NetWellness is a global, community service providing quality, unbiased health information from our partner university faculty. NetWellness is commercial-free and does not accept advertising.
Saturday, April 30, 2016
hi doctors my friend is jst 17 years old female and she is in a enlarged spleen disease and she is very upset plz plz i want the best treatment for her plz help her hurry!!
Hello! It is a little difficult to answer the question very precisely without knowing why your friend's spleen is enlarged. The two most common causes of an enlarged spleen are infection, either viral or bacterial, and problems with hemoglobin structure in the red blood cells. Other causes are blood cell cancers, congestive heart failure, and autoimmune problems such as systemic lupus erythematosus.
I am guessing that since your friend is 17 years old and still has her spleen that she may have had or currently has infectious mononucleosis, "mono" for short, a viral illness causing a very sore throat and marked fatigue. A substantially enlarged spleen happens in as much as 75% of children infected with the mono virus. This happens for two reasons. The first reason is because the spleen enlarges to produce more lymphocytes to combat the virus causing mono, known as the Epstein-Barr virus. The second reason is that the spleen itself is a large filter for trapping viral and bacterial microbes in order to fight infection.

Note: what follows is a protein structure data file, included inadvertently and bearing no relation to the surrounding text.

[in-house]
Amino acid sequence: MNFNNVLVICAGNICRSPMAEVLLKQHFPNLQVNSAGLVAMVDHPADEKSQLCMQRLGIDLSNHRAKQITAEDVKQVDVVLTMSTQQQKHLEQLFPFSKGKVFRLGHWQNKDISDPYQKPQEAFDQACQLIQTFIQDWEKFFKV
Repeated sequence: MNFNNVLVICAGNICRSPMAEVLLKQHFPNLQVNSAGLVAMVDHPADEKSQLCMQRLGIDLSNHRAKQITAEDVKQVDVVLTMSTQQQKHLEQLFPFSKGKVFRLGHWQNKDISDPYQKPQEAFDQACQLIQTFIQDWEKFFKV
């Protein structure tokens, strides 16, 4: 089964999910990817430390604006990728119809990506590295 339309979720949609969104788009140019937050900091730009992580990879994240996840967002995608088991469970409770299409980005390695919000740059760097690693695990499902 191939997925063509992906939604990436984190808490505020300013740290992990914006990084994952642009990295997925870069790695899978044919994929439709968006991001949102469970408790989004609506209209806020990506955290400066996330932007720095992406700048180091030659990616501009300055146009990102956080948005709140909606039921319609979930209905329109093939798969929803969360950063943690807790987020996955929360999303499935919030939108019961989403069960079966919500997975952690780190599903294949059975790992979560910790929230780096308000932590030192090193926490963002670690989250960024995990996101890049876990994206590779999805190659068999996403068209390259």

Because the spleen has enlarged, it is extending below the bony, protection of her ribcage. This places the spleen at great risk for injury, which can result in massive hemorrhaging inside her abdomen and death. If your friend has mono, she needs to know that she must avoid all bumping and jostling in school hallways and other social places. She also cannot participate in contact sports where her spleen may be injured unintentionally.
It takes 4 weeks or more for mono to resolve. Some doctors want to have an ultrasound of the spleen before approving a return to sports and social activities where there is risk of injury to the spleen. There is no medication to speed this process up when the cause is viral.
I hope this information is helpful and that your friend feels better soon.
American Academy of Pediatrics (2009). Red book: 2009 report of the Committee on Infectious Diseases ( 28 th ed.). Elk Grove Village: American Academy of Pediatrics.
McInerny, et al. (2009). Textbook of pediatric care. Elk Grove Village: American Academy of Pediatrics.
Mary M Gottesman, PhD, RN, CPNP, FAAN
Professor of Clinical Nursing
College of Nursing
The Ohio State University